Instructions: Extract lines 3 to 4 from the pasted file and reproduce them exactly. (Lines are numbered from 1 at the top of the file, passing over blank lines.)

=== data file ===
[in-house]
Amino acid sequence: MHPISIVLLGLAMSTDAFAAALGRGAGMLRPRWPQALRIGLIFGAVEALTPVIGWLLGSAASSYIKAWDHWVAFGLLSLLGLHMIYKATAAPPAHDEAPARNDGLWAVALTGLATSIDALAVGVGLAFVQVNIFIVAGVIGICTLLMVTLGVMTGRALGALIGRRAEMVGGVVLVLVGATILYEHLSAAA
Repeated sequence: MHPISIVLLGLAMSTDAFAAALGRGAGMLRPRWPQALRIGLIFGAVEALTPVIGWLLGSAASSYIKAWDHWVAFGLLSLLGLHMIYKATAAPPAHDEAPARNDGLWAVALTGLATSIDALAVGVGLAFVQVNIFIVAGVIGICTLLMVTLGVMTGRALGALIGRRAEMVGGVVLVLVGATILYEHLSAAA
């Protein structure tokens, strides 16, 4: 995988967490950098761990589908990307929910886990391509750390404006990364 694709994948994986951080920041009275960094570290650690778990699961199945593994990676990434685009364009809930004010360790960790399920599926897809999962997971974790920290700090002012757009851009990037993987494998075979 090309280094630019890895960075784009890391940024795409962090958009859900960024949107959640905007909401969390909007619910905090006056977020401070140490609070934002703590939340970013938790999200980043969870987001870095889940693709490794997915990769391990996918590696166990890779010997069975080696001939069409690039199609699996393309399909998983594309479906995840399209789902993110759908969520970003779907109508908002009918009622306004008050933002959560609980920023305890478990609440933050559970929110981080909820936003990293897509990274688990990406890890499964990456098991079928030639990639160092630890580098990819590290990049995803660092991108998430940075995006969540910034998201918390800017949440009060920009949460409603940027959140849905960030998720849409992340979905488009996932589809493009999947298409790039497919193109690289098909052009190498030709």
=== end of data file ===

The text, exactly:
Repeated sequence: MHPISIVLLGLAMSTDAFAAALGRGAGMLRPRWPQALRIGLIFGAVEALTPVIGWLLGSAASSYIKAWDHWVAFGLLSLLGLHMIYKATAAPPAHDEAPARNDGLWAVALTGLATSIDALAVGVGLAFVQVNIFIVAGVIGICTLLMVTLGVMTGRALGALIGRRAEMVGGVVLVLVGATILYEHLSAAA
């Protein structure tokens, strides 16, 4: 995988967490950098761990589908990307929910886990391509750390404006990364 694709994948994986951080920041009275960094570290650690778990699961199945593994990676990434685009364009809930004010360790960790399920599926897809999962997971974790920290700090002012757009851009990037993987494998075979 090309280094630019890895960075784009890391940024795409962090958009859900960024949107959640905007909401969390909007619910905090006056977020401070140490609070934002703590939340970013938790999200980043969870987001870095889940693709490794997915990769391990996918590696166990890779010997069975080696001939069409690039199609699996393309399909998983594309479906995840399209789902993110759908969520970003779907109508908002009918009622306004008050933002959560609980920023305890478990609440933050559970929110981080909820936003990293897509990274688990990406890890499964990456098991079928030639990639160092630890580098990819590290990049995803660092991108998430940075995006969540910034998201918390800017949440009060920009949460409603940027959140849905960030998720849409992340979905488009996932589809493009999947298409790039497919193109690289098909052009190498030709």